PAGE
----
Akira was biking to school alone, because Shuuji went for a walk in the rain without his umbrella that weekend and was at home sick. And now poor Akira would also have to eat lunch alone today.
You say that like it was my fault, a groggy voice said in Akira’s head. How was I supposed to know my umbrella was going to break?
Shouldn’t you be sleeping? Nobuta’s voice asked.
Whoever thought telepathy was cool was wrong. It was actually kind of creepy. Like, part of the time it’s this booming voice of god in your head -
You were falling asleep in class, idiot. How else was I supposed to get your attention?
- and other times it’s a small treacherous voice you can’t distinguish from your own -
We thought the same thing at the same time, it wasn’t that creepy. Nobuta actually sounded a little hurt. Whoops.
- and early in the morning or late at night, or all the time, if you were Akira, it's easy to accidentally broadcast all of your thoughts.
If he were sharing thoughts with anyone other than his two best friends, it would be unbearable. But he wasn't and it isn't, so even though it wasn't cool, it was shaping up to be pretty fun.
It all started on a Tuesday. Not just any Tuesday, but one that had been circled on his calendar for months.
That morning, he rolled out of bed (literally) (luckily, it was not a day where he landed on something pointy or fragile) and brushed his teeth with the manic energy of the sleep deprived. He had been too excited to sleep the night before.
There was a knock on his door. It was Shuuji, dressed in their old school uniform with a bulky backpack. He was also wearing a page boy cap.
“Who do you think you are, a poet?” Akira snickered, pointing.
Shuuji swatted his finger away. “I was cutting my bangs yesterday and Koji barged in the room. The scissors slipped.” He held the front of his hat protectively. Akira was tempted to snatch it off his head, so the gesture was warranted.
Akira invaded his personal space to examine the hat at all angles. “Let me see! It can’t be that bad.”
“No, you can’t see.” He handed Akira a ticket and pulled him out the door. “Come on, we’ll miss the train.”
They were going to Tokyo.
It was no problem sneaking onto campus in their old uniforms. Possibly this was related to Shuuji making Akira take off his genius disguise of large sunglasses and curly wig outside the school gate.
They arrived just at the end of morning classes and walked unnoticed through the chaos of lunchtime crowds. Akira hummed the Mission: Impossible theme under his breath. They came to a stop outside of Nobuta’s classroom. They could see her in the back of the classroom, sitting with two other girls.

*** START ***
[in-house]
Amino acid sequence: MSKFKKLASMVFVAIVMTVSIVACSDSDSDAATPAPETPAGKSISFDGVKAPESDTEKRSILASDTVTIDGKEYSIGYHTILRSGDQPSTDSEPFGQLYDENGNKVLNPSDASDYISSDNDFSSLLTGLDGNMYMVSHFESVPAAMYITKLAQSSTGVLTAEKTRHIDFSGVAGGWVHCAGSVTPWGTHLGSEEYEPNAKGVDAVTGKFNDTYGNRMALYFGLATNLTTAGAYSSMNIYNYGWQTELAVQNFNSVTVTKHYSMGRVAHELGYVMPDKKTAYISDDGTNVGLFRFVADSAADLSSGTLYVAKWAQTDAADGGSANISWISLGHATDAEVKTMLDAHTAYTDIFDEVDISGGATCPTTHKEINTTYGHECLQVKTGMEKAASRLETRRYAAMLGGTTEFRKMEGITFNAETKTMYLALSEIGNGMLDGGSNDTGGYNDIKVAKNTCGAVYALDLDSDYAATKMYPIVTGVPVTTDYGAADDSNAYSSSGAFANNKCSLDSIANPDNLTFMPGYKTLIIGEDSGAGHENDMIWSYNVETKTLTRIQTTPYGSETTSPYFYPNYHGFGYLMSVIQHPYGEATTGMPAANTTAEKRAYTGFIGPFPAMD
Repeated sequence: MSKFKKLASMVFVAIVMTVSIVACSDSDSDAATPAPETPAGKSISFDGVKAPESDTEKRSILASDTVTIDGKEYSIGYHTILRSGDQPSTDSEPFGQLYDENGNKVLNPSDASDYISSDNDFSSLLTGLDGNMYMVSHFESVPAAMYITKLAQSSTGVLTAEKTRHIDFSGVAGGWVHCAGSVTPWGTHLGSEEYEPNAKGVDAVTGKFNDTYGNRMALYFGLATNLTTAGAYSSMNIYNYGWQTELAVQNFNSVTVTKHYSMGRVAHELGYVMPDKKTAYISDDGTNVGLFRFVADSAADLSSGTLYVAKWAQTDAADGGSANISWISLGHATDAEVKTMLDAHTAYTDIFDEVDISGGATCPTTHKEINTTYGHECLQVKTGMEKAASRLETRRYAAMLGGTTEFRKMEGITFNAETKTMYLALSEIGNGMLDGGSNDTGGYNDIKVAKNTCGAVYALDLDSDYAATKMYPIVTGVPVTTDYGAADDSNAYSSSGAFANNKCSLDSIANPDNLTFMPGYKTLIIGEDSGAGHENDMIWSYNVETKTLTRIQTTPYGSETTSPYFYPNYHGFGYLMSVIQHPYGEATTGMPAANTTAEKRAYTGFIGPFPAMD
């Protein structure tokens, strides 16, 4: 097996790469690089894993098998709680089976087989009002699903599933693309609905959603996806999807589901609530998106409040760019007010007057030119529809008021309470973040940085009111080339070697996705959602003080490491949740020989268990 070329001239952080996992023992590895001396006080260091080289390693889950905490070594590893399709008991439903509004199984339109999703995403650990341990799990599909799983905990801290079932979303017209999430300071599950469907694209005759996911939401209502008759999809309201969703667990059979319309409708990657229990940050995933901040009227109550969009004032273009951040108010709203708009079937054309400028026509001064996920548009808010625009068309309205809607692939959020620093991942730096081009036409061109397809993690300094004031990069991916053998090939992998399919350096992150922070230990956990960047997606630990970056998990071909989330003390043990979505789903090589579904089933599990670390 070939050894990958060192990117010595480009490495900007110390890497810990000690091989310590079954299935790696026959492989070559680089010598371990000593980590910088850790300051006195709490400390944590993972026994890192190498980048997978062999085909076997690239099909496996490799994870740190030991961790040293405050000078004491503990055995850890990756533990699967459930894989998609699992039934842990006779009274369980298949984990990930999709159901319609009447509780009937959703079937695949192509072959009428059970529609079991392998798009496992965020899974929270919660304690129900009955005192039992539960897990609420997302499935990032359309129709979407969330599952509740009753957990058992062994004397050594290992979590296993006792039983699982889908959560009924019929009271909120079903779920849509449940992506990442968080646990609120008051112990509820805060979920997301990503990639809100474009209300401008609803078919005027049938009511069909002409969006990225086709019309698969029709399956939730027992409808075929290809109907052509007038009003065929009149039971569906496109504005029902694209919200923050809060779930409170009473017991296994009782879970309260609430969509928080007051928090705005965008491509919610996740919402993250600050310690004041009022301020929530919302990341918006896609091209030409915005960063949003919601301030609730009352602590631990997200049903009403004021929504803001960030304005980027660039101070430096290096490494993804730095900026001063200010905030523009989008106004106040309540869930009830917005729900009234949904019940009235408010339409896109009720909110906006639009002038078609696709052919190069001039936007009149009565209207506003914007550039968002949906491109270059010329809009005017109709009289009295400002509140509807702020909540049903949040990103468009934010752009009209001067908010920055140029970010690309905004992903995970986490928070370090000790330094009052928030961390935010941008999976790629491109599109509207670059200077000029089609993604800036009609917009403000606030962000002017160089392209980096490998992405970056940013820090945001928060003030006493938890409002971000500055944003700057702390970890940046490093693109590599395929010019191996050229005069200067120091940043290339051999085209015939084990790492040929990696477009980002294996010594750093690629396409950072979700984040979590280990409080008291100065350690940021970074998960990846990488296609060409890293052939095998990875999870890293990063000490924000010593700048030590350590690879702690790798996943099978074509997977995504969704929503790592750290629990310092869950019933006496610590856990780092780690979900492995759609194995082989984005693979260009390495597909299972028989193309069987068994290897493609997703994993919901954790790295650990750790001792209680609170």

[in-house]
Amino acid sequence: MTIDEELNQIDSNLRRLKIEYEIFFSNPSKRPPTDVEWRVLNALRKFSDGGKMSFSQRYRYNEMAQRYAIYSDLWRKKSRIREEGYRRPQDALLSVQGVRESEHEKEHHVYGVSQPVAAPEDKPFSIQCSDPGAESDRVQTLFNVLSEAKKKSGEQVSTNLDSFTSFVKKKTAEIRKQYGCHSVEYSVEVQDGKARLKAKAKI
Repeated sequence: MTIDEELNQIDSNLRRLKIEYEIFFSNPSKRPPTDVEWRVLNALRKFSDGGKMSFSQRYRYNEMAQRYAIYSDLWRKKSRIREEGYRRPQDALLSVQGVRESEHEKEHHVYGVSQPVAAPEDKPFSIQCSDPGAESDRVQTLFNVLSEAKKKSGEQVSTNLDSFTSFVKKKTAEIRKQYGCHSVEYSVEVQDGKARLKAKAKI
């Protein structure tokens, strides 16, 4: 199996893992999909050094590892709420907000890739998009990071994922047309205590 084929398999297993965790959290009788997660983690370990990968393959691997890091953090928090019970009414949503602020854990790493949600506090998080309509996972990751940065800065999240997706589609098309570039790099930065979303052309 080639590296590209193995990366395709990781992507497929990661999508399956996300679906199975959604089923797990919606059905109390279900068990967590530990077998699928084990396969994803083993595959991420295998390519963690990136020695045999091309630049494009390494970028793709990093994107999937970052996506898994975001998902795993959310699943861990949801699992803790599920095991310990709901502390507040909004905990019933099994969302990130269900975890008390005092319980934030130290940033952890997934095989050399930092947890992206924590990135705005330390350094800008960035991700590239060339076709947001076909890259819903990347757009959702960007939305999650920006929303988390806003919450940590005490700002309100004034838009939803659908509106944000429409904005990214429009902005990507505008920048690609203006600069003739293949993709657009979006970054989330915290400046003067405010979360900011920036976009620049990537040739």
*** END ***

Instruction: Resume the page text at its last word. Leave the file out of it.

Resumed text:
“Shuuji, Shuuji, she has friends!” Akira whispered, pawing at Shuuji's arm.
“Of course she has friends, she had to talk to someone once we left.”
“You don’t think either of them is secretly evil, do you? They don’t look evil.”
Shuuji flipped open his phone. “She probably would have called us if bad stuff was happening. And she can handle herself by now.” He pressed 2 on his speed dial, and after two rings they watched Nobuta lean over to pull her phone out of her bag.
She lifted it to her ear. “Shuuji?”
Akira grabbed the phone. “Happy birthday Nobuta!!”
“You guys remembered?” she looked at the ground. “Th-thanks.” Akira couldn’t see her face at this angle, but she sounded solemn, in a happy-Nobuta way. Akira cackled to himself with the joy of a great plan about to be executed.
Shuuji pushed him away and wrested his phone back. “Where are you right now?”
She looked around “I’m in the classroom, eating lunch. Why?”
“Go to the roof!”
Akira didn’t bother taking the phone this time, he just hooked his chin over Shuuji’s shoulder and said “Just do it!!” into the speaker.
Shuuji shushed him and batted him away. That was all the time it took for Nobuta to grab her lunch and start their way. Akira and Shuuji both froze in panic as they realized their miscalculation. If Nobuta ran into them now, not only would their plan be way less cool, but it would draw the attention of her classmates, Shuuji would be mobbed, and they would fail.
Nobuta was halfway across the room, a mere 10 feet from them. Shuuji said a quick “Gottagobye” and flipped his phone shut. He and Akira exchanged a look and sprinted down the hall to the stairwell and up, up, up to the roof.
They had just sat down on a ledge and caught their breath when Nobuta appeared. She was looking around for whatever she thought they had planned for her. It took her a moment to notice them.
It was worth all of the hassle. Nobuta dropped her bag and ran up and hugged them both at once. She quickly shuffled away a moment later. And smiled. Smiled!
Akira was so happy he vented some joy by doing a few fistpumps. He would have done more, but after the third, he tripped over a pipe.
Nobuta’s hair still fell forward and shielded part of her face, but her expression looked more open. Akira had known she was doing well when they left, but he felt lighter actually seeing it. He suppressed a pang of jealousy that everyone in the school got to see this Nobuta every day. Her smile was still only for them. Probably. Hopefully.
“Ah!” she said, pointing at Shuuji. “A poet?”
Shuuji tugged at the brim of his hat self-consciously and set an irritated glance at Akira.
“That’s just what I said!” Akira said, and laughed.
Rather than dignifying that with a response, Shuuji pulled out a box from his backpack. “Do you guys want cake or not?”
It took very little wheedling to convince Nobuta to skip the rest of the school day.